What do the symbols on the back of the phone mean?

So you’re stuck at the airport and your phone is dead. You’re so bored you turn the phone over to see what’s on the back of it. It’s not terribly interesting and depending on the light it may be pretty hard to read. (Believe me, it was pretty hard to take the photo above and have it be legible.)

That stuff is there because governments all over the world require them. There’ nothing there that really interests you and everything except the IMEI number (blurred out, because you know, that is a picture of my phone) and even that number isn’t really interesting on a daily basis. Every electronic device has to get approved by the governments of every country, and there has to be some sort of information saying so. There’s a new law in the United States saying that some of that information can be electronic instead of silk-screened, but it’s not expected to have a whole lot of impact since that stuff on the back applies to other countries as well and they haven’t passed a similar law. Let’s take a look at all that stuff and what it means.

First, the obvious “designed in California” which is not required by law but this is something Apple does to make you feel like this is an American product, even though it’s made in China and it clearly says so. The model number follows — you thought it was an iPhone 6 but it’s really an A1549. Those clever marketing people thought you’d like the “iPhone 6” name better.

The FCC ID is actually an identifier similar to a radio station’s call letters, and lets you know the device is registered with the FCC. The same is true with the IC number. IC stands for “Industry Canada” and it says that it’s ok to use the phone there as well. The IMEI (International Mobile Station Equipment Identity) number is a unique identifier that every GSM phone has (and anything with LTE will have as well.) It’s used to pair the phone with its SIM card and also can be used to stop the phone from working if it’s stolen.

Now let’s look at the logos below. Apple chose to make them as thin and hard to read as the law would allow and personally I don’t blame them. There are a lot of pictograms there and they’re not terribly helpful to the average person.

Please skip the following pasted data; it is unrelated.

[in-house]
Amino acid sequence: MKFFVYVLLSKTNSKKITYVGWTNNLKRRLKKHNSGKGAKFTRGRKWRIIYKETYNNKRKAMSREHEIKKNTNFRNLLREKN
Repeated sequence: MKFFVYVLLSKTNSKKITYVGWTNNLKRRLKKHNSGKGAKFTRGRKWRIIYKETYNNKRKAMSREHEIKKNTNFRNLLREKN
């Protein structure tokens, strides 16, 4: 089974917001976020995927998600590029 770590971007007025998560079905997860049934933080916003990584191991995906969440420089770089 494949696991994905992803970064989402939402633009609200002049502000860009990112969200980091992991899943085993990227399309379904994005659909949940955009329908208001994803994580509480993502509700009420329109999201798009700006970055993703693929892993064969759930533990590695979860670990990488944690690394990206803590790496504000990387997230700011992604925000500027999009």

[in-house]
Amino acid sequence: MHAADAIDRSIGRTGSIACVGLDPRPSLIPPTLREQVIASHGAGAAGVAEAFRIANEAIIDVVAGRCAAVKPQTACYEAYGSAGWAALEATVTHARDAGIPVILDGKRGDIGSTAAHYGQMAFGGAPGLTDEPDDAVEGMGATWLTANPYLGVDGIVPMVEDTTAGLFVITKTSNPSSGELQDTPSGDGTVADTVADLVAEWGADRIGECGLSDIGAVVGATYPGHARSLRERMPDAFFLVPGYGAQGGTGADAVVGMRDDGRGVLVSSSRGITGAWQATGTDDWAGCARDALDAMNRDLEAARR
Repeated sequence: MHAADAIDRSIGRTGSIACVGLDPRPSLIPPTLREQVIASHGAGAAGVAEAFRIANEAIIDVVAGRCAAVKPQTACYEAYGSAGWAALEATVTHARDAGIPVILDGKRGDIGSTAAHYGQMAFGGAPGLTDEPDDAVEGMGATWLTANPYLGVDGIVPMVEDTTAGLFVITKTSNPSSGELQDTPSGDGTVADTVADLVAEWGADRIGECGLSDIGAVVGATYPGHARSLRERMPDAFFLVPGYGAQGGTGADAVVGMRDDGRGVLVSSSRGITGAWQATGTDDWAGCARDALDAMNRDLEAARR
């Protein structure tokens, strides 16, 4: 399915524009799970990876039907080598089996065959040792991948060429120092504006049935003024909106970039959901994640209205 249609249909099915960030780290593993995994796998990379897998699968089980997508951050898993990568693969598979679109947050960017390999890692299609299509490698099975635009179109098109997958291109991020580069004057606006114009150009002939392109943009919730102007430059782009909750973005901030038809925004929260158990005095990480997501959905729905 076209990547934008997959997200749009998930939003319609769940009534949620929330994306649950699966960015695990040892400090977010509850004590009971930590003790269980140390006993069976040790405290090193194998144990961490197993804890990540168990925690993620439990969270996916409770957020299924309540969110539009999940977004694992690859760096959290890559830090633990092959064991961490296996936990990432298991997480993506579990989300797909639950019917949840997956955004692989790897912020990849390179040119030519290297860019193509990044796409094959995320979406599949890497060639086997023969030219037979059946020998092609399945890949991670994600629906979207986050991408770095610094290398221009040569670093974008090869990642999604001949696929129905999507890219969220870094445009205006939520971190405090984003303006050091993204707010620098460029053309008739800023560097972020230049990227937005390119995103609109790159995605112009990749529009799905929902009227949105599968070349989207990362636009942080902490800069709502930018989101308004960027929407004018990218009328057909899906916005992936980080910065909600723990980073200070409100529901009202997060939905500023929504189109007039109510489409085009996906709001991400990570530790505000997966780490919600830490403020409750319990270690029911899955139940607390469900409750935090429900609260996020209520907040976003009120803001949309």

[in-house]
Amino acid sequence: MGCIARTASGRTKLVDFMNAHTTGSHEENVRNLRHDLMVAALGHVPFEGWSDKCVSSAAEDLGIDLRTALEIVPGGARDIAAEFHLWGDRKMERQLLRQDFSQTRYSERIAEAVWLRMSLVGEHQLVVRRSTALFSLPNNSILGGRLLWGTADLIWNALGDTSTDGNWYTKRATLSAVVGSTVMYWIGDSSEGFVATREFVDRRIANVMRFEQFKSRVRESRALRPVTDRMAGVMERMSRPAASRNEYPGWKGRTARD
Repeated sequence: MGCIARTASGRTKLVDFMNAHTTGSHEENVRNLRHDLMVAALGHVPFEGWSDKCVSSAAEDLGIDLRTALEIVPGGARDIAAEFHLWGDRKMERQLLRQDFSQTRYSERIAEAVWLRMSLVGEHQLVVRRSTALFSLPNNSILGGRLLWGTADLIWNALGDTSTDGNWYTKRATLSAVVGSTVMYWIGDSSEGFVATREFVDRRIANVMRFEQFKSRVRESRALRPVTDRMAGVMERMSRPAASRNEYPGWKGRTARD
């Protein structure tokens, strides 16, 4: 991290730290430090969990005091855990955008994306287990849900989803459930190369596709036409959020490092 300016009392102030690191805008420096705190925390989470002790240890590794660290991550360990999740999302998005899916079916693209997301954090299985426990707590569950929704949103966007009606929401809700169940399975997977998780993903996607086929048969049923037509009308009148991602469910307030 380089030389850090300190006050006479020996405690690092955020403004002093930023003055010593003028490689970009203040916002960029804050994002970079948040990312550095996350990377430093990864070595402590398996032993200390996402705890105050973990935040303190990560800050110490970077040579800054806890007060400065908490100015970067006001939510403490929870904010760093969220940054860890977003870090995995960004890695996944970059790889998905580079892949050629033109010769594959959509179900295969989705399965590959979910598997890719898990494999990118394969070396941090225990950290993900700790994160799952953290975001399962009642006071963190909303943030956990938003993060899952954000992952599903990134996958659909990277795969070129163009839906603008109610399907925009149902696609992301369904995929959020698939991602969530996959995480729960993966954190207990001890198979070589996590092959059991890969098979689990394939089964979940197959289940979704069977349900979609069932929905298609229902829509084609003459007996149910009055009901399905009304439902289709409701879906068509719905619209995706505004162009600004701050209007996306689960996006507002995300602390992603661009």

The first is the FCC logo. It says the equipment was approved by the FCC. Now maybe you’re thinking “duh” since it has an FCC ID, but it turns out that the law says it needs both the logo and the ID.

The next thing is an icon that’s supposed to look like a trash can with an X over it. This means the phone complies with the WEEE (Waste Electrical and Electronic Equipment) Directive, which is a European rule designed to discourage people from tossing things like phones into the trash. Here in the US we just call that common sense.

Then, you get an exclamation point in a circle, which is another European thing. It says the phone could, under certain circumstances, broadcast on frequencies that the government doesn’t approve of. For example, if you take your US phone to France then it’s not automatically going to stop using the US approved frequencies and start using the French ones. So, don’t take your phone to France. Instead, get a burner phone when you’re there. You’ll worry less anyway.

There’s a very small “0682” which tells anyone who cares that a third party called Cetecom ICT services did all the testing to make sure the thing conforms to even more European rules. Because, apparently there’s a real fear that you’re going to take your iPhone to the Czech Republic. I know I desperately dream of the day when I can send text messages from Zwittau, don’t you?

Finally, if the phone is in general compliance with every European regulation, it gets that CE logo. That doesn’t mean it will actually work in Europe, it just means that your phone won’t cause the downfall of our modern world and instantly fry all technology within a 500 mile radius just because you press the home button. I don’t know about you but I’m comforted by that.

So folks, there you have it. Other devices will have even more icons, and they generally apply to other countries that have certified the thing for use there. Some countries don’t terribly care if you use your technology there, and other countries just depend on the US or Europe to make sure everything works well.